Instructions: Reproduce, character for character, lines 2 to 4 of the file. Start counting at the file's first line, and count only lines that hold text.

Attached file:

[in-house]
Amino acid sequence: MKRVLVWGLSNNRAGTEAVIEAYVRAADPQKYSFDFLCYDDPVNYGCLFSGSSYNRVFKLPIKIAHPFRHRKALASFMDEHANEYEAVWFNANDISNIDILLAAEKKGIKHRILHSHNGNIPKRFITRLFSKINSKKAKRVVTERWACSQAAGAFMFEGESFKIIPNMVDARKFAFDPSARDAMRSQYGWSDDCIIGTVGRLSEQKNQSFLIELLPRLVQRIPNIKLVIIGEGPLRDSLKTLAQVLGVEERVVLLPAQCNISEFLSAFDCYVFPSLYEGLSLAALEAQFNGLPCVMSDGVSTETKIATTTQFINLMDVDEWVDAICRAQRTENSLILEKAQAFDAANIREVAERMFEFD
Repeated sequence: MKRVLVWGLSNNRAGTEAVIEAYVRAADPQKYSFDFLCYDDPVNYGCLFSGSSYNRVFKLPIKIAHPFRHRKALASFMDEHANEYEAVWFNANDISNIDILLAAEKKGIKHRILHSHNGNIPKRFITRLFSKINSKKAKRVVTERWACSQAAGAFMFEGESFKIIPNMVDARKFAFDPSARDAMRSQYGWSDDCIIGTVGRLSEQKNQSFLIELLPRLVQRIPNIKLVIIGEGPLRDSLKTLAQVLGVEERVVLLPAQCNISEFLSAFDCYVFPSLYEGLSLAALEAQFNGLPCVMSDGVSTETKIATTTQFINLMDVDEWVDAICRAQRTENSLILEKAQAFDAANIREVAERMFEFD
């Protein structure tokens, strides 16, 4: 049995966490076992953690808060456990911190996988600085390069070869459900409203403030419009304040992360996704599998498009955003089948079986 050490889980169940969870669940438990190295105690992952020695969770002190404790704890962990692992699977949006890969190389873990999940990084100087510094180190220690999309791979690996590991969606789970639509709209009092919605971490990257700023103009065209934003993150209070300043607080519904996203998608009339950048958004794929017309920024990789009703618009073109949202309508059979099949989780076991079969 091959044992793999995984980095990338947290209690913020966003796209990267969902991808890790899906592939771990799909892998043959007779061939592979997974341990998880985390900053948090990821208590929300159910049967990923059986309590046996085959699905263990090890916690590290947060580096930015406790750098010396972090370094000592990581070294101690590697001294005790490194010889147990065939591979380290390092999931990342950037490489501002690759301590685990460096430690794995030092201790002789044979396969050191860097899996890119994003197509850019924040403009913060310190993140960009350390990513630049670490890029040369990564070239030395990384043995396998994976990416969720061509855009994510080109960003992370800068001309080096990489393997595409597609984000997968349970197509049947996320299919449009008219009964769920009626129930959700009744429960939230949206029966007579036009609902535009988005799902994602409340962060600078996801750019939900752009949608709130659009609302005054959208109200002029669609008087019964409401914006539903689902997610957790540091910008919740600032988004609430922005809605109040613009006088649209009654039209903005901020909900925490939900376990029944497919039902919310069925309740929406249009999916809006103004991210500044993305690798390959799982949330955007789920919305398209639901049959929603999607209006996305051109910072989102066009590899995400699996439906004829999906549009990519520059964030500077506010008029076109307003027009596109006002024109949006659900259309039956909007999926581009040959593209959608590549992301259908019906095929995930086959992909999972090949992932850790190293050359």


Amino acid sequence: MKRVLVWGLSNNRAGTEAVIEAYVRAADPQKYSFDFLCYDDPVNYGCLFSGSSYNRVFKLPIKIAHPFRHRKALASFMDEHANEYEAVWFNANDISNIDILLAAEKKGIKHRILHSHNGNIPKRFITRLFSKINSKKAKRVVTERWACSQAAGAFMFEGESFKIIPNMVDARKFAFDPSARDAMRSQYGWSDDCIIGTVGRLSEQKNQSFLIELLPRLVQRIPNIKLVIIGEGPLRDSLKTLAQVLGVEERVVLLPAQCNISEFLSAFDCYVFPSLYEGLSLAALEAQFNGLPCVMSDGVSTETKIATTTQFINLMDVDEWVDAICRAQRTENSLILEKAQAFDAANIREVAERMFEFD
Repeated sequence: MKRVLVWGLSNNRAGTEAVIEAYVRAADPQKYSFDFLCYDDPVNYGCLFSGSSYNRVFKLPIKIAHPFRHRKALASFMDEHANEYEAVWFNANDISNIDILLAAEKKGIKHRILHSHNGNIPKRFITRLFSKINSKKAKRVVTERWACSQAAGAFMFEGESFKIIPNMVDARKFAFDPSARDAMRSQYGWSDDCIIGTVGRLSEQKNQSFLIELLPRLVQRIPNIKLVIIGEGPLRDSLKTLAQVLGVEERVVLLPAQCNISEFLSAFDCYVFPSLYEGLSLAALEAQFNGLPCVMSDGVSTETKIATTTQFINLMDVDEWVDAICRAQRTENSLILEKAQAFDAANIREVAERMFEFD
């Protein structure tokens, strides 16, 4: 049995966490076992953690808060456990911190996988600085390069070869459900409203403030419009304040992360996704599998498009955003089948079986 050490889980169940969870669940438990190295105690992952020695969770002190404790704890962990692992699977949006890969190389873990999940990084100087510094180190220690999309791979690996590991969606789970639509709209009092919605971490990257700023103009065209934003993150209070300043607080519904996203998608009339950048958004794929017309920024990789009703618009073109949202309508059979099949989780076991079969 091959044992793999995984980095990338947290209690913020966003796209990267969902991808890790899906592939771990799909892998043959007779061939592979997974341990998880985390900053948090990821208590929300159910049967990923059986309590046996085959699905263990090890916690590290947060580096930015406790750098010396972090370094000592990581070294101690590697001294005790490194010889147990065939591979380290390092999931990342950037490489501002690759301590685990460096430690794995030092201790002789044979396969050191860097899996890119994003197509850019924040403009913060310190993140960009350390990513630049670490890029040369990564070239030395990384043995396998994976990416969720061509855009994510080109960003992370800068001309080096990489393997595409597609984000997968349970197509049947996320299919449009008219009964769920009626129930959700009744429960939230949206029966007579036009609902535009988005799902994602409340962060600078996801750019939900752009949608709130659009609302005054959208109200002029669609008087019964409401914006539903689902997610957790540091910008919740600032988004609430922005809605109040613009006088649209009654039209903005901020909900925490939900376990029944497919039902919310069925309740929406249009999916809006103004991210500044993305690798390959799982949330955007789920919305398209639901049959929603999607209006996305051109910072989102066009590899995400699996439906004829999906549009990519520059964030500077506010008029076109307003027009596109006002024109949006659900259309039956909007999926581009040959593209959608590549992301259908019906095929995930086959992909999972090949992932850790190293050359």